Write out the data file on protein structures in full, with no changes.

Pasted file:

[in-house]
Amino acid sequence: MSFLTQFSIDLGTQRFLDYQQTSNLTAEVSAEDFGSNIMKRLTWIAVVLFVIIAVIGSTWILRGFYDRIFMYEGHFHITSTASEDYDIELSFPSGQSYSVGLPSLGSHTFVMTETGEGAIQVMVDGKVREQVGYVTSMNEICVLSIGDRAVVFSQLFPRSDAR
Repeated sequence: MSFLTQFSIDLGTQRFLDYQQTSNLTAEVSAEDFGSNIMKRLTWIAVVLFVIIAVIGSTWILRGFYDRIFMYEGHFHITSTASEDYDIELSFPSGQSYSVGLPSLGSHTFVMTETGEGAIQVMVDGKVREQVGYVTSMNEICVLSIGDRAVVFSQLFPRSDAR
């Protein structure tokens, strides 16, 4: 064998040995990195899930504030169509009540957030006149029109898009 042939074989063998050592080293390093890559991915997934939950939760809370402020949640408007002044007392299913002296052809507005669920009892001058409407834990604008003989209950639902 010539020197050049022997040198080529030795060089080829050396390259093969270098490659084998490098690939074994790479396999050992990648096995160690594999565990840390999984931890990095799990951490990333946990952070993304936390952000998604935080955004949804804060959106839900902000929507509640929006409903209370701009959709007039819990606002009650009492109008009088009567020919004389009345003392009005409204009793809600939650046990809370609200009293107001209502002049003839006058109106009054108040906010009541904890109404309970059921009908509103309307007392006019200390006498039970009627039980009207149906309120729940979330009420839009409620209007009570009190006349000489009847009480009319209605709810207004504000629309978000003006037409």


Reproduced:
[in-house]
Amino acid sequence: MSFLTQFSIDLGTQRFLDYQQTSNLTAEVSAEDFGSNIMKRLTWIAVVLFVIIAVIGSTWILRGFYDRIFMYEGHFHITSTASEDYDIELSFPSGQSYSVGLPSLGSHTFVMTETGEGAIQVMVDGKVREQVGYVTSMNEICVLSIGDRAVVFSQLFPRSDAR
Repeated sequence: MSFLTQFSIDLGTQRFLDYQQTSNLTAEVSAEDFGSNIMKRLTWIAVVLFVIIAVIGSTWILRGFYDRIFMYEGHFHITSTASEDYDIELSFPSGQSYSVGLPSLGSHTFVMTETGEGAIQVMVDGKVREQVGYVTSMNEICVLSIGDRAVVFSQLFPRSDAR
């Protein structure tokens, strides 16, 4: 064998040995990195899930504030169509009540957030006149029109898009 042939074989063998050592080293390093890559991915997934939950939760809370402020949640408007002044007392299913002296052809507005669920009892001058409407834990604008003989209950639902 010539020197050049022997040198080529030795060089080829050396390259093969270098490659084998490098690939074994790479396999050992990648096995160690594999565990840390999984931890990095799990951490990333946990952070993304936390952000998604935080955004949804804060959106839900902000929507509640929006409903209370701009959709007039819990606002009650009492109008009088009567020919004389009345003392009005409204009793809600939650046990809370609200009293107001209502002049003839006058109106009054108040906010009541904890109404309970059921009908509103309307007392006019200390006498039970009627039980009207149906309120729940979330009420839009409620209007009570009190006349000489009847009480009319209605709810207004504000629309978000003006037409």